In this “vs” comparison article we are going to compare the Pygame and Python Arcade Libraries to see which is the better game framework to be using.
Full disclaimer, the difference between the Pygame and Python Arcade is not very significant. They both belong to the same category of game development, and are similarly built as well. This article is just meant to highlight the small differences between the two, so that you are well informed on the differences, and whether they effect you or not.
What is Pygame?
Pygame is written using the C Language and built upon the SDL (Simple DirectMedia Layer) library. It had it’s initial release in October 2000, replacing the inactive PySDL library. It has, and is still widely used by the community for the creation of 2D games.
Development on Pygame had seemingly completely ceased for over a decade, but towards the end of 2020, Pygame 2.0 was released which brought about improvements in several key sectors. It also switched from using the old SDL1 library, to the newer standard 2.0 which brought in many new features.
What is Python Arcade?
The Python Arcade was released in 2017, and built on top of the OpenGL and pyglet libraries. It’s a lot newer than Pygame, which gives it some pros, but also a few drawbacks.
It has the same target audience and goal as Pygame, and was built with the aim of taking advantage of Python 3’s features as well as solve several problems one may face while using Pygame.
The Python Arcade has it’s own site, where you can find alot of tutorials on it, documentation, comparison and sample projects.
Pros and Cons
If we were to talk about performance, Pygame is better when drawing moving sprites, which is a quite a notable advantage. The Python Arcade on the other hand, is faster at drawing stationary sprites.
Compatibility wise, Pygame has a strong position, as due to it’s age, it supports alot of older platforms and versions such as Python2. It doesn’t require OpenGL either, so it can work on platforms that don’t support it.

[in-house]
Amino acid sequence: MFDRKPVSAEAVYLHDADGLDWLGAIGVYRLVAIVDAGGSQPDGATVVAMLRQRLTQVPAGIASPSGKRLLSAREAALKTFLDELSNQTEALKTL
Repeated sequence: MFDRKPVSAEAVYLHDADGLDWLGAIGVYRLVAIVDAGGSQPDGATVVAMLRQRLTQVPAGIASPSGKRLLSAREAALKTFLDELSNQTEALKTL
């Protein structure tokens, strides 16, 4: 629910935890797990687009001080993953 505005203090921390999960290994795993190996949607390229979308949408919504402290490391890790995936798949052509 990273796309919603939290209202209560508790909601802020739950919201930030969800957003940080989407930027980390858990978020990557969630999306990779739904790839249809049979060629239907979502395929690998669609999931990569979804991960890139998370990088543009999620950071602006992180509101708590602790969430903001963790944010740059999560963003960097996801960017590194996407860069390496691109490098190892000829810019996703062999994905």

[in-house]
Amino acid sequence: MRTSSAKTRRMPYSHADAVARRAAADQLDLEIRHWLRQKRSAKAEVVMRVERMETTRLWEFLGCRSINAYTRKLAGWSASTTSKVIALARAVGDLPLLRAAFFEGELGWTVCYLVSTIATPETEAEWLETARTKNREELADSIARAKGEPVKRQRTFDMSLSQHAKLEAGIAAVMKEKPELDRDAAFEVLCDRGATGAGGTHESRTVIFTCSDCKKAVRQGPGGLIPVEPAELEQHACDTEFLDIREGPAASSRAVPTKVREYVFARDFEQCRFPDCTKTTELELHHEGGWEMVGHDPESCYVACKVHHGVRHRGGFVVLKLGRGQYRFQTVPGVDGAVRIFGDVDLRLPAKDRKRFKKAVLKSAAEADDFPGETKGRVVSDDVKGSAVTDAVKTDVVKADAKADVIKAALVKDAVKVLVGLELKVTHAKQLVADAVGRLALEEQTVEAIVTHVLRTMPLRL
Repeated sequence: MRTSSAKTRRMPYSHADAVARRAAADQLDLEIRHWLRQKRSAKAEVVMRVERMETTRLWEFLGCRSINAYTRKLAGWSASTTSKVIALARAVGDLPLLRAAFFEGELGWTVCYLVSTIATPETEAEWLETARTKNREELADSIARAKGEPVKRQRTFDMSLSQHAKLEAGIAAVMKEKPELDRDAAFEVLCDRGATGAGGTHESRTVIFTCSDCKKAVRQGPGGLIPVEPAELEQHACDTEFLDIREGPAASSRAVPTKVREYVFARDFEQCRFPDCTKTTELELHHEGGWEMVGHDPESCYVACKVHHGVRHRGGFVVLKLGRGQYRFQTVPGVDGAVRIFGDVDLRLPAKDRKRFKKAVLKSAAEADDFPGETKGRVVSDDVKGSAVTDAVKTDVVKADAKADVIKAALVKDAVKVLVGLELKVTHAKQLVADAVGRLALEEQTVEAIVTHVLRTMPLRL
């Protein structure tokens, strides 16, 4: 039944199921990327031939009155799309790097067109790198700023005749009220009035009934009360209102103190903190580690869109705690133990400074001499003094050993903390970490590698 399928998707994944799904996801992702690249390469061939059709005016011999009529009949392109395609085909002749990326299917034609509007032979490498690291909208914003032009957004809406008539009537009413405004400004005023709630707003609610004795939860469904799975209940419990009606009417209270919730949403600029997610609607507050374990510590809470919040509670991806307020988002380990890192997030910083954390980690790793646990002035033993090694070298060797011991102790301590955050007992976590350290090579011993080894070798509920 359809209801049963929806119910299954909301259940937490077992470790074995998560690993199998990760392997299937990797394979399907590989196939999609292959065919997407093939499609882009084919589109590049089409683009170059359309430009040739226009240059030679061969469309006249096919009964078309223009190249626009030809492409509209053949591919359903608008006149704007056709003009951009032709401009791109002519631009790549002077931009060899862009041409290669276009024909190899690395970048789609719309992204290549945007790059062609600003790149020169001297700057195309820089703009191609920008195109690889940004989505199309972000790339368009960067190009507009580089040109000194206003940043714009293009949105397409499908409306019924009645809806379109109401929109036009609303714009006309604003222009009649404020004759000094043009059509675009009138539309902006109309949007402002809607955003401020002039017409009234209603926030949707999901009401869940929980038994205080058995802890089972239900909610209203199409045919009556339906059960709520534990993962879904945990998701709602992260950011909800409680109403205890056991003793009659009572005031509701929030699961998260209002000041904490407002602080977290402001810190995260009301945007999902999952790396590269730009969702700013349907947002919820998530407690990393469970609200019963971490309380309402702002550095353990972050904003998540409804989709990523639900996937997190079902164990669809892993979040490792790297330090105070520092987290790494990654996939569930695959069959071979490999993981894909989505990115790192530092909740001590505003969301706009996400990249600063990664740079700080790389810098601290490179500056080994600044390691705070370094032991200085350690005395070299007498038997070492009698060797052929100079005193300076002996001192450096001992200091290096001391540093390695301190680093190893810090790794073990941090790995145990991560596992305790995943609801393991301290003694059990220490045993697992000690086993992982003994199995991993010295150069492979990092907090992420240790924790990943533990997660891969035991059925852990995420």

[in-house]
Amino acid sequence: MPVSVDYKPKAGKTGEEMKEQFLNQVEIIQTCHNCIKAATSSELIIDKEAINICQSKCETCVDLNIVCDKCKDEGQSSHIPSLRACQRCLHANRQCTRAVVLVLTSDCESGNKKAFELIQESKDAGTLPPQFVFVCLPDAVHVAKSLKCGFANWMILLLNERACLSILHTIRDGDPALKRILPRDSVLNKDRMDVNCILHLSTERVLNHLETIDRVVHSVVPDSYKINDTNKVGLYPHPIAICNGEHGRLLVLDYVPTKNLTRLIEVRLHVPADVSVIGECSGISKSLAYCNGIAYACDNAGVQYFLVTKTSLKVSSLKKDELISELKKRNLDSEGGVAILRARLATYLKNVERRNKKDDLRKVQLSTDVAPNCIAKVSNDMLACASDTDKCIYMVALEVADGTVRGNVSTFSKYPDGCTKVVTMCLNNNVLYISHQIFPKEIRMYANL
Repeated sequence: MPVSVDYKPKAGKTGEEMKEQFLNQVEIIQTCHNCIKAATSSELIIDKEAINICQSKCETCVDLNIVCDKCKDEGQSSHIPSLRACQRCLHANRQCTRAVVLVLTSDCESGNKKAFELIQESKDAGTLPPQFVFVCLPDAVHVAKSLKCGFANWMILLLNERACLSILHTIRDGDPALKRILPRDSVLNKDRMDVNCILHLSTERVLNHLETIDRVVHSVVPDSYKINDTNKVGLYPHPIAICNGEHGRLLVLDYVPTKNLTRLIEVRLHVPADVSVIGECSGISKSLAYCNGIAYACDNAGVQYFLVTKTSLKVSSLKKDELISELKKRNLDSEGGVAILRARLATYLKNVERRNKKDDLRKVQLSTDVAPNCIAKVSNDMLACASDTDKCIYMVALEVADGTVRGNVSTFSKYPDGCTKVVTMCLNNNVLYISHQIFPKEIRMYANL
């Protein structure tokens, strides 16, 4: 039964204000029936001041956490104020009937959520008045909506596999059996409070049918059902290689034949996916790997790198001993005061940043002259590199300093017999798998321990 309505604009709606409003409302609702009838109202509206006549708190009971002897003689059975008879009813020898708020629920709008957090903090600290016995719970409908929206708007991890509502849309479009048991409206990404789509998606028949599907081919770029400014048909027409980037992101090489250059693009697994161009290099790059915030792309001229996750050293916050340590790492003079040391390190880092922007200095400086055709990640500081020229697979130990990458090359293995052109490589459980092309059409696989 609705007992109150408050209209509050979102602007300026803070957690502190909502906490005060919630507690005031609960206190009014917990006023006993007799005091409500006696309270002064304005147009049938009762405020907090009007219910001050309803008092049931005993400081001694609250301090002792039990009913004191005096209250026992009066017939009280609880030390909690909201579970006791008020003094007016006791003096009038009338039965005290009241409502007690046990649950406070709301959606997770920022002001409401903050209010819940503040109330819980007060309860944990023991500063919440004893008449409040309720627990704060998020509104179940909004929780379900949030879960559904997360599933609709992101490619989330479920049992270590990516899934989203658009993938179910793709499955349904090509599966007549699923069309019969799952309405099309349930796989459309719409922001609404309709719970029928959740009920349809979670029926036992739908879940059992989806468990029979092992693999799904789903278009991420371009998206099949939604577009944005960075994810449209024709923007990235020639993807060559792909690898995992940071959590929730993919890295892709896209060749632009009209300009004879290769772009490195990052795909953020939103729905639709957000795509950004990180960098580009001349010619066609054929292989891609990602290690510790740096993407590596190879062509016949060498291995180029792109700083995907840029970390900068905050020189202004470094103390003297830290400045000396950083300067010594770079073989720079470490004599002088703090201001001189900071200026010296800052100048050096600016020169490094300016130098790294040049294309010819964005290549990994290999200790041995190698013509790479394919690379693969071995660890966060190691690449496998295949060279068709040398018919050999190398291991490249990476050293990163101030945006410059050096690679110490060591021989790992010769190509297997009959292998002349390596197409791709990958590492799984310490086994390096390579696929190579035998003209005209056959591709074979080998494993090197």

The Pygame documentation isn’t anything special, but the number of community tutorials are far more in number. This is of course, due to Pygame’s age and popularity. You can even find a tutorial series on Pygame here on our site.
Community plays a much larger role than one might think. The larger the community, the easier it is to find solutions, ask for help or find tutorials to learn from.
Pros and Cons
One of the best things about the Python Arcade is that it’s relatively new. Hence, it supports many of Python 3’s newer features such as type hinting and decorators. This also means that it is under Active Development, and is receiving newer features and updates at a steady pace, as of 2021.
The Python Arcade has an inbuilt Physics system that can be used in a few situations like platformers. One particularly handy feature is the Hit box algorithm, which defines the boundaries of a sprite. The hitbox can even bend and curve around a sprite to make a complete match, instead of a simple square. This is a feature you won’t find in Pygame.
Another handy feature is the supports Animated Sprites. This, and the inbuilt Physics engine however, can hinder you learning as they take care of most of the job for you. Beginners will love these, but more advanced users may want to create their own engine from scratch.
Using the standard Cartesian system taught in Mathematics, where (0, 0) is located at the lower left corner of the screen, instead of the upper left. This isn’t a Pro or a Con, just a simple difference.
When it comes to the code structure, the Python Arcade Encourages separation of logic and display code vs Pygame, which tends to put both into the same game loop.
The Python Arcade has the ability to use the acceleration of the graphics card to improve performance when managing sprites lists. Furthermore, Rotation and Scaling are much more flexible and are free operations.
The Python Arcade and Pygame are both great options, and belong to the same category of game libraries/frameworks. Because of this, it’s a bit hard to judge between either.
If you like more freedom and doing things from scratch, Pygame will appeal to you a bit more. It’s built off of a low-abstraction level language (C) meaning it’s fairly bare-bones. The Python Arcade isn’t too different, but does provide several inbuilt features and simplified code.
While this will appeal to many, some will find that it limits what you can do (on a more advanced level).
In short, I recommend either one of two possible routes, based on your preferred style of learning. Either start off directly with Pygame and expose yourself to all the workings of game development immediately, or use the Python Arcade as a stepping stone.
The Python Arcade is simpler to understand and use, which would benefit beginners. Later on, if you feel like it’s getting restrictive, you can then switch to Pygame. Since they share alot of (game) concepts and aren’t too different in nature, the transition will be fairly smooth.
This marks the end of the Pygame vs Python Arcade Comparison Article. Any suggestions or contributions for CodersLegacy are more than welcome. Questions regarding the tutorial content can be asked in the comments section below.